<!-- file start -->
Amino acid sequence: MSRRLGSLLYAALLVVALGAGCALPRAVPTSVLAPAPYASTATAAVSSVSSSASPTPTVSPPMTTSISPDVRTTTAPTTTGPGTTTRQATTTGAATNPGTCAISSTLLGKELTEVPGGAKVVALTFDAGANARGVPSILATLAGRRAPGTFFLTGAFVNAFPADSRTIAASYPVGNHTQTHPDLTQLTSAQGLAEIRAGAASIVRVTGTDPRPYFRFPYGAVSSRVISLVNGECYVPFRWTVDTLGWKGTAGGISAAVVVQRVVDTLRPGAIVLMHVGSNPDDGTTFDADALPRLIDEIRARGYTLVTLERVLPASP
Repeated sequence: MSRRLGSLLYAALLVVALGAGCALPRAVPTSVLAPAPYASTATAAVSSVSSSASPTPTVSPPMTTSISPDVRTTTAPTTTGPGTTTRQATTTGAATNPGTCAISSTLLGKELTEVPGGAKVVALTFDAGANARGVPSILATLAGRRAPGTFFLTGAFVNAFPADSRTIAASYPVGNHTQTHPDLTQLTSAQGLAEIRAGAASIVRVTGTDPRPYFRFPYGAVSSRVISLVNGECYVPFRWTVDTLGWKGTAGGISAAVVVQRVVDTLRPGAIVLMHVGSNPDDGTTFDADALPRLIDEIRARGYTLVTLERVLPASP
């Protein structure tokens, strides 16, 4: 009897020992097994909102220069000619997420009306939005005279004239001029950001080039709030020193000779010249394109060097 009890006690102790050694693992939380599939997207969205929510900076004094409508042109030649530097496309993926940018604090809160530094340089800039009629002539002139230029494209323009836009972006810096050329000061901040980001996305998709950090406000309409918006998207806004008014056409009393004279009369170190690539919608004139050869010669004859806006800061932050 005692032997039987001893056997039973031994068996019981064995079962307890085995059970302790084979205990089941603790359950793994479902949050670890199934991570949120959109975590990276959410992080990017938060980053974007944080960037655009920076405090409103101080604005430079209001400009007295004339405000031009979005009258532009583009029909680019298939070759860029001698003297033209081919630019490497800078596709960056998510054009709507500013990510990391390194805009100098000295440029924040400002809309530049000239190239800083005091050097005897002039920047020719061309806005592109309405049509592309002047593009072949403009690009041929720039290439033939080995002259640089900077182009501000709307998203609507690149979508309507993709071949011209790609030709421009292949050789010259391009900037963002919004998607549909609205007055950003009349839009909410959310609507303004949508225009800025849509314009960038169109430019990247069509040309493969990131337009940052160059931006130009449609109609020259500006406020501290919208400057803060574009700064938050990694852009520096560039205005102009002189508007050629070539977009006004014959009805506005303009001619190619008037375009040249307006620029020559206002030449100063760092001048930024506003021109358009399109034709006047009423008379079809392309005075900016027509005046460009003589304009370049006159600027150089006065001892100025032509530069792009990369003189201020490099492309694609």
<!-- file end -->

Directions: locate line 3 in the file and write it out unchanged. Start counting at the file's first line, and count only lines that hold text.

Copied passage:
């Protein structure tokens, strides 16, 4: 009897020992097994909102220069000619997420009306939005005279004239001029950001080039709030020193000779010249394109060097 009890006690102790050694693992939380599939997207969205929510900076004094409508042109030649530097496309993926940018604090809160530094340089800039009629002539002139230029494209323009836009972006810096050329000061901040980001996305998709950090406000309409918006998207806004008014056409009393004279009369170190690539919608004139050869010669004859806006800061932050 005692032997039987001893056997039973031994068996019981064995079962307890085995059970302790084979205990089941603790359950793994479902949050670890199934991570949120959109975590990276959410992080990017938060980053974007944080960037655009920076405090409103101080604005430079209001400009007295004339405000031009979005009258532009583009029909680019298939070759860029001698003297033209081919630019490497800078596709960056998510054009709507500013990510990391390194805009100098000295440029924040400002809309530049000239190239800083005091050097005897002039920047020719061309806005592109309405049509592309002047593009072949403009690009041929720039290439033939080995002259640089900077182009501000709307998203609507690149979508309507993709071949011209790609030709421009292949050789010259391009900037963002919004998607549909609205007055950003009349839009909410959310609507303004949508225009800025849509314009960038169109430019990247069509040309493969990131337009940052160059931006130009449609109609020259500006406020501290919208400057803060574009700064938050990694852009520096560039205005102009002189508007050629070539977009006004014959009805506005303009001619190619008037375009040249307006620029020559206002030449100063760092001048930024506003021109358009399109034709006047009423008379079809392309005075900016027509005046460009003589304009370049006159600027150089006065001892100025032509530069792009990369003189201020490099492309694609």